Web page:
Management Consulting Group – Planning

Category: Risk Assessment and Management

Management Consulting Group – Planning

Management ConsultingStrategic

Strategic and Tactical Planning

Introduction

As an ethos, Management Consulting is at the very heart of who we are and what we’re about.  After all, bringing together the highest quality deliverables to address engineering needs, develop process auditing,  manage risk, or guide your project is meaningless if we don’t already have set in place a bullet-proof management plan that will ensure success.  Because of our 70+ years of combined experience in these areas, our Client Family is assured of comprehensive guidance.  In today’s post we’ll focus on one area we absolutely love and thrive upon – Strategic and Tactical Planning.

 

Strategic and/vs. Tactical

First off, let’s recognize that there is a difference between the two.  Strategic refers to long-term, broad-based business goals, objectives, and even wishes.  The Tactical Plan feeds from the Strategic and is much more short-term (even immediate) and normally narrowly focused.  Finally, a strategic plan is more concerned with the future while the tactical is concerned with the here and now.  To be even more specific, it is possible to have a Strategic Plan without a Tactical Plan but, in the strict interpretation, you cannot have a Tactical Plan without a Strategic Plan.  Why?

For those familiar with the strategic planning/project management process, the creation of action items and assignment of individuals or groups to complete them is a sign that you are nearing the “end of the beginning” in creating your strategic plan.  Many times those responsible for completion are key-persons involved in plan creation resulting in no “trickle-down” to management at other levels – NO Tactical Plan.  In others, the direct result of action item creation is the Tactical Plan and assignment of action items (the tactical plan itself) to management staff at lower levels who have a better understanding of day-to-day mechanics and are more in-tune with “how” as opposed to the “what”.

 

RTSGC Planning Aspects

  1. We utilize your key personnel, and others, in the creation and facilitation of an Advisory Board.
  2. We guide a review of your company’s Goals and Objectives, Mission and Vision Statements, and previous elucidations (if any), in the strategic plan area.
  3. We arrange for and guide a complete evaluation of your organization’s Corporate (or Agency or Non-Profit) Structure and reassignment or modification of hierarchical metrics, as needed.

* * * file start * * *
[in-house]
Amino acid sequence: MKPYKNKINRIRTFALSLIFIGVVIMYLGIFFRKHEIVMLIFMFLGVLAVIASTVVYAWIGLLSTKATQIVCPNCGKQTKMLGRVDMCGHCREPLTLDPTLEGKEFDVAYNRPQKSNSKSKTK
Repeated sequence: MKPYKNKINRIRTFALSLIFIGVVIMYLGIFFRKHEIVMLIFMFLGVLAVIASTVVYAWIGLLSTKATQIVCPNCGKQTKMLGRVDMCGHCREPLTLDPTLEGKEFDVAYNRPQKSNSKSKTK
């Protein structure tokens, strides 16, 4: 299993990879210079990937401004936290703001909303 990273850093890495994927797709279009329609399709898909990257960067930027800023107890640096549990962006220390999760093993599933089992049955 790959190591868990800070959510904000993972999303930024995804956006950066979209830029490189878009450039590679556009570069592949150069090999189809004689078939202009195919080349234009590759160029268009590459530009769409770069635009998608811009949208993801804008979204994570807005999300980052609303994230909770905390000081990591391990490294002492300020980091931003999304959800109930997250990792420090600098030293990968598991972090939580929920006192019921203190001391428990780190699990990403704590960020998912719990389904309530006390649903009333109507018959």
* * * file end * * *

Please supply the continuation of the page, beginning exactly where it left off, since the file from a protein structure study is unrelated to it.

4. We perform an in-depth analysis of Internal Operations, preparing and delivering a report, for the preceding 3 years, minimum.
  5. Following recognized best practices, we guide you in completing a SWOT (strengths, weaknesses, opportunities, threats) Analysis, defining Core Purpose & Ideologies, identifying long-term goals and objectives, and completing an Environmental Scan.
  6. We facilitate the creation of a Media/Marketing/Advertising aspect of your Strategic and Tactical Plans.
  7. We aid your embedded HR department in full development of all key Position Descriptions.
  8. When appropriate we facilitate the process of converting Action Items to a geographically by department focused Tactical Plan.
  9. We annually direct the process of setting in place an operational work plan for the upcoming year based upon creation of the Tactical Plan.
  10. Annually we guide your CXO professionals in defining/redefining aspects of the strategic plan to be addressed in the Tactical (Operational) (Work) Plan.

The planning process is NOT just for large corporations.  In fact it can be especially beneficial for small, family run businesses and non-profit organizations because it brings experts with different perspectives to the table and requires a great deal of introspection from participants.  There are so many other areas in which a properly facilitated and executed plan can concern itself and most of these are specific to you, your company, and the industry in which you operate!  Reach out to us for more information Info@RTSGlobalConsult.com.

“Ground Truth”

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RTS Global Consulting LLC

INFO@RTSGlobalConsult.com
www.rtsglobalconsult.com
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Overseas Contractor Complexities

(Editors Note: Please join us in welcoming guest blogger and author Valerry Mannarino.)

Overseas Staffing Complexities for Contractors

By: Valerry Mannarino

To remain competitive in today’s global economy, many U.S. companies have either expanded overseas or will in the near future.  When it comes to that expansion, few challenges are as immensely meticulous as navigating regulations, policy and culture in order to effectively staff the organization.  From language barriers to extraordinary insurance costs, a successful staffing plan is not a straightforward process.  The primary components that need to be included in establishing a strategy are resources, tax and employment regulations, cultural insight, and the time you’ll need to get the employees in place. It’s not the screen candidates, interview, and make an offer experience.  Yet with patience, perseverance, and some knowledgeable people on your side, it can be enormously rewarding.

Employment law in foreign countries is extremely complex and designed to protect the worker not the employer.  Take extreme care in deciding to hire independent contractors, also known as “service contractors”. An independent contractor may later be deemed an employee by the host country.  This can happen during or after the engagement and can lead to substantial penalties and fees that may outweigh the cost to hire.  Engage with professional assistance familiar with the employment laws of the host country.  Have formal policy in place and documented outlining your company’s position in engaging the independent contractor and any applicable tests to qualify them.  This reinforces your company’s intent to follow the employment laws of the host country in the event of an audit.